What is immunotherapy?
How Is Immunotherapy Administered?
Immunotherapy comes in two forms – an oral form that is given by mouth and absorbs through the gums, or an injectable form that is delivered with injections just beneath the skin (subcutaneous injections). The oral form is given daily, while the injectable form starts off with as injections every 3 days, with the goal of lengthening the interval between injections to every 7 days. The oral-mucosal form is great for clients who are uncomfortable with giving injections, but the injectable form uses small volumes of allergen and a very tiny needle, and the majority of pets do not object to these injections. Ultimately, the form used, dose administered, and frequency of administration are tailored according to your pet’s response. For this reason, regular reevaluations or recheck appointments with one of our doctors (especially during the first year) are essential for achieving the best results.
Is Immunotherapy Safe?
As with any injectable medication, there is a possible chance of serious allergic reaction to the allergen serum. Such reactions are VERY rare, but to be safe we advise that you be with your pet for 30 minutes after administering immunotherapy. If you notice any unusual signs following an immunotherapy injection, such as weakness, labored or difficulty breathing, pale gums, vomiting, diarrhea, or hives, IMMEDIATELY contact our hospital or your regular veterinarian. Your pet should always be observed for at least 30 minutes following an immunotherapy injection, in case of a reaction to the injection.
Are There Other Reactions to Watch Out for?
How Soon Can I Expect to See Some Improvement in My Pet?
Can My Pet Receive Other Medications While On Immunotherapy?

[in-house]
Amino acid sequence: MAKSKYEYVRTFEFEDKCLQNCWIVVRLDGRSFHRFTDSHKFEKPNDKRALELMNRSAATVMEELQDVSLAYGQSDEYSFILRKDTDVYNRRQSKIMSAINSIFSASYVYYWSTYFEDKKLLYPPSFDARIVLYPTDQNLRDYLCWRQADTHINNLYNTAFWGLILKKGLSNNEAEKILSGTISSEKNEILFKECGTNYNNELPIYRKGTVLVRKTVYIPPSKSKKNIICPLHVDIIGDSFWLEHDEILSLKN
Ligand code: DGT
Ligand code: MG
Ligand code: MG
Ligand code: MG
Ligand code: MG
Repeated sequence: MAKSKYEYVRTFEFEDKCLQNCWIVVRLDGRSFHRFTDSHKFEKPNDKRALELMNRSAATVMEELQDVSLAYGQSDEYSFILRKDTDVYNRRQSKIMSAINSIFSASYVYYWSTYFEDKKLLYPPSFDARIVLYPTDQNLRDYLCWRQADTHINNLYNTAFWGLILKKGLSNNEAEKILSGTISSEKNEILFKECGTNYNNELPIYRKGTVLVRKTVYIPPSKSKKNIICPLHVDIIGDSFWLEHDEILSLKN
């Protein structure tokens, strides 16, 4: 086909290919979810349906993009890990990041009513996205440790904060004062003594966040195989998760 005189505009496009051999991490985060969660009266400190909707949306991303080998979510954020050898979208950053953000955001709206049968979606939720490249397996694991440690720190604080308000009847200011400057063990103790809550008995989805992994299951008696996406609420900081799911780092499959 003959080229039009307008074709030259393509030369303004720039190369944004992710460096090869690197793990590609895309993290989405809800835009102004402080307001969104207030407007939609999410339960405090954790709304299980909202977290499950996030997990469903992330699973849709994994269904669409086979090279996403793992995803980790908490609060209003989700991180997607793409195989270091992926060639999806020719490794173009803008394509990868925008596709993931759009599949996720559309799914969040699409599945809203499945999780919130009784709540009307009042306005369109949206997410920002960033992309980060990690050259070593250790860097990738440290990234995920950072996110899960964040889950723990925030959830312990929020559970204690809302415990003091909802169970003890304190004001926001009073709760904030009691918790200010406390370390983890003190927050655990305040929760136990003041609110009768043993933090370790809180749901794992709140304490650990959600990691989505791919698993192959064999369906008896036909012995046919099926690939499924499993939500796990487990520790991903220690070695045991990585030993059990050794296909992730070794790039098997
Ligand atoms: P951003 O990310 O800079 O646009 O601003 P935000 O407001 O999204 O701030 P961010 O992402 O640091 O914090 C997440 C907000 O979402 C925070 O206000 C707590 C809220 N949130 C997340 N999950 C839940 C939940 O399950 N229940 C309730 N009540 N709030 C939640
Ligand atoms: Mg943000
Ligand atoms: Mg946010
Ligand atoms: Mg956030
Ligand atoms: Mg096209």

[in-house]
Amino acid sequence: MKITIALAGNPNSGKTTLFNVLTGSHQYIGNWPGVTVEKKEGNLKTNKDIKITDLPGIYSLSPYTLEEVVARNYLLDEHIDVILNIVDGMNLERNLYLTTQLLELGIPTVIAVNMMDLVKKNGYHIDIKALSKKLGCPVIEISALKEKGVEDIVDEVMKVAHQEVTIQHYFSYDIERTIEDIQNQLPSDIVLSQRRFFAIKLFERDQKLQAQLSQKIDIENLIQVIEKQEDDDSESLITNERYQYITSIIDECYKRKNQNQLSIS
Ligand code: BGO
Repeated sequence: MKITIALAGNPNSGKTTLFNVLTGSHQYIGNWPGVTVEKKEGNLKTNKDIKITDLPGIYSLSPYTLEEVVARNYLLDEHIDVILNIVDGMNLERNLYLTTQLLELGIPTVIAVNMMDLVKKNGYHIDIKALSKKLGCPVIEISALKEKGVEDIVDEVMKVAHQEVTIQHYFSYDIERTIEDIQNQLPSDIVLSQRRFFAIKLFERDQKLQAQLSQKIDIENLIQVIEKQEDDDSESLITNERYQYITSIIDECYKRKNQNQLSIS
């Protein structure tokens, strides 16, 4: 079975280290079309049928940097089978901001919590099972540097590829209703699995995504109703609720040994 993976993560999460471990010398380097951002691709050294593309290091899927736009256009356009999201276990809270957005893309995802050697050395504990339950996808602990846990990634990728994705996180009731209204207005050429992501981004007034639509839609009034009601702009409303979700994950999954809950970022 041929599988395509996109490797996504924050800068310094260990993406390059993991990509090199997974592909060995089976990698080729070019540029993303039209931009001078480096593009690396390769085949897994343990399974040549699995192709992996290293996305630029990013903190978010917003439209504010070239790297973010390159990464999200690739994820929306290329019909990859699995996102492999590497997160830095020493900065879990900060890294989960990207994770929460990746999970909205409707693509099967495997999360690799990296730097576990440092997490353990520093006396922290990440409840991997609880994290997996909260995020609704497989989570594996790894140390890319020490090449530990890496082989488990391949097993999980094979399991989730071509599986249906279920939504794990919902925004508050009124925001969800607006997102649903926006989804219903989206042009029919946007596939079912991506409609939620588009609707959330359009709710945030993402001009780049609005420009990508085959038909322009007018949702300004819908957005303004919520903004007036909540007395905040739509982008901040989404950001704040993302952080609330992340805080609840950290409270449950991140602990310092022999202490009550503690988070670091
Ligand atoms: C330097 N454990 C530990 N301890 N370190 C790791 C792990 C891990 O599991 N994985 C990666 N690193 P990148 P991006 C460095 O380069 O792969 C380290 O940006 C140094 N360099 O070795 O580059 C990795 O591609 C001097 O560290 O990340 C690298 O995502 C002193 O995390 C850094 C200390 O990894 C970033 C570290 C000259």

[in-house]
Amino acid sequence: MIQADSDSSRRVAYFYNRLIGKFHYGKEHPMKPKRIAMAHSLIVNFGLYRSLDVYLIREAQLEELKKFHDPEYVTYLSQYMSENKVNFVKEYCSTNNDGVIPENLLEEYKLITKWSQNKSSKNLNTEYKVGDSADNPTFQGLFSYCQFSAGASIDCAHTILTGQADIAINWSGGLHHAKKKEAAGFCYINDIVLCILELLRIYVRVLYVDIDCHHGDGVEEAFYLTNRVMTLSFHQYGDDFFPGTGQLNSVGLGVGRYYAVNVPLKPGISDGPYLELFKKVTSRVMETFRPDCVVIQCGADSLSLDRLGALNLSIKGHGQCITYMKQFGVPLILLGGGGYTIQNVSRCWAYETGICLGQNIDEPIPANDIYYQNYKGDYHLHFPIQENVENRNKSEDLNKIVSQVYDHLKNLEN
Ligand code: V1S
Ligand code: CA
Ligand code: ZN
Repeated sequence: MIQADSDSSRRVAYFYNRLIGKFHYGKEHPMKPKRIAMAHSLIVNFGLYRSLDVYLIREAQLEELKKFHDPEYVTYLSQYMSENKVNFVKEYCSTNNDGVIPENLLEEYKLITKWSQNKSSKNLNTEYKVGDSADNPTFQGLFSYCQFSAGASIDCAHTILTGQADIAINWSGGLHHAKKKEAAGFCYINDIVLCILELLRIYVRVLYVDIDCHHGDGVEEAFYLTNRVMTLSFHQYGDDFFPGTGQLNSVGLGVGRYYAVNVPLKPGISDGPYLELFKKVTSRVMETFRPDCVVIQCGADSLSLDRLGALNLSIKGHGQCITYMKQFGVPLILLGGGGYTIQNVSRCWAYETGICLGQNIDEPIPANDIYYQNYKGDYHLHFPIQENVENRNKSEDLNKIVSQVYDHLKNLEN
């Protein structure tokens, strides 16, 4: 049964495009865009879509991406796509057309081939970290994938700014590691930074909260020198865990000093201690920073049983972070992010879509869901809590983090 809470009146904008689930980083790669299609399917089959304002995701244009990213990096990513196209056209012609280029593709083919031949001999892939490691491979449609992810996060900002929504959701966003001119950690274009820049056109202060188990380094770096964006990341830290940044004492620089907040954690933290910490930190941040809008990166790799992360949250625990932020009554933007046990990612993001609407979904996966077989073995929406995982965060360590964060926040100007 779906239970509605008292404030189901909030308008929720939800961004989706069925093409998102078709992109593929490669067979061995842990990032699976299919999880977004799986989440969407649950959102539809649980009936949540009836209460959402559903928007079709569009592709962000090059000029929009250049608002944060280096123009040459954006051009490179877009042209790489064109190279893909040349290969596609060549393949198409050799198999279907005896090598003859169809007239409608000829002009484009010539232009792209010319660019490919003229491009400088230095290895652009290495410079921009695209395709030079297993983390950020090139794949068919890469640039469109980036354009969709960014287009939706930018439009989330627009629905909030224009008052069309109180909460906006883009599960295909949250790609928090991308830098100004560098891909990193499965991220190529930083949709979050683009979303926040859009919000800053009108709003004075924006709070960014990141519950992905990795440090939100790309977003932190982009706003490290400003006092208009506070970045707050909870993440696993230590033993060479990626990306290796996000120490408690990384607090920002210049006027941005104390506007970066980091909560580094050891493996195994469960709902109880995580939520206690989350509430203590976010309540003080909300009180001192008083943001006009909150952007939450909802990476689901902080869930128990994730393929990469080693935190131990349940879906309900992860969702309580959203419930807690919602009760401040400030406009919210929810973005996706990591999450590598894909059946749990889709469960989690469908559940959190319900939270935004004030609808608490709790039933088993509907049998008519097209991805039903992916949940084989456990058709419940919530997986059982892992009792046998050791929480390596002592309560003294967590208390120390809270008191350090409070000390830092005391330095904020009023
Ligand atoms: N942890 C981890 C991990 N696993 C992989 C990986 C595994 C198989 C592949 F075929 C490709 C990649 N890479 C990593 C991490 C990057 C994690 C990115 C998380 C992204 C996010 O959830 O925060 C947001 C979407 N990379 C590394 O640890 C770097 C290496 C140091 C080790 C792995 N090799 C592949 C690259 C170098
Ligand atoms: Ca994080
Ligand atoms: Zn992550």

Regular skin and coat care, particularly bathing, is an important part of managing your pet’s allergies. Dr. Randall or Dr. Hasbach may also prescribe medications such as antihistamines, fatty acids, shampoos, rinses, or sprays to help keep your pet comfortable during the early stages of immunotherapy or during allergy season. These other medications and supplements work in conjunction with the immunotherapy your pet is on and are safe to use together.
How Long Will My Pet Have to Receive Immunotherapy?
If your pet is receiving oral immunotherapy, it is still unclear if discontinuing allergen serum is possible after there is control for several years. Until further research is conducted in this important area we maintain our current recommendation to continue use of oral immunotherapy.
What If My Pet Is Not Improving On Immunotherapy?
A Note from the Animal Allergy and Ear Clinic
Client Participation and Compliance
The key to success with immunotherapy lies in consistency. This form of treatment will not be successful without the full participation and cooperation of the owner or caretaker. Therefore, the decision to proceed with immunotherapy should be based on client preferences and their commitment to the treatment. At the Animal Allergy and Ear Clinic it is our goal to first educate you on all of your options and then work with your family to decide the best form of treatment. Clients who are well informed are more likely to adhere to the immunotherapy schedule, commit to their other concurrent therapies, and make the necessary modifications in the home environment per the prescribing veterinarian’s instructions. It is our mission to be as upfront in terms of program, schedule, cost, and needed compliance. For the treatment to be successful, we will provide constant guidance and encouragement.
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13025 SW Millikan Way Suite 100
Beaverton, OR 97005
M, Tu, Th, Fri: 8am - 6pm
719 Gralin St.
Kernersville, NC 27284
Tues-Friday: 8am - 6pm
Sat-Sun: 9am - 6pm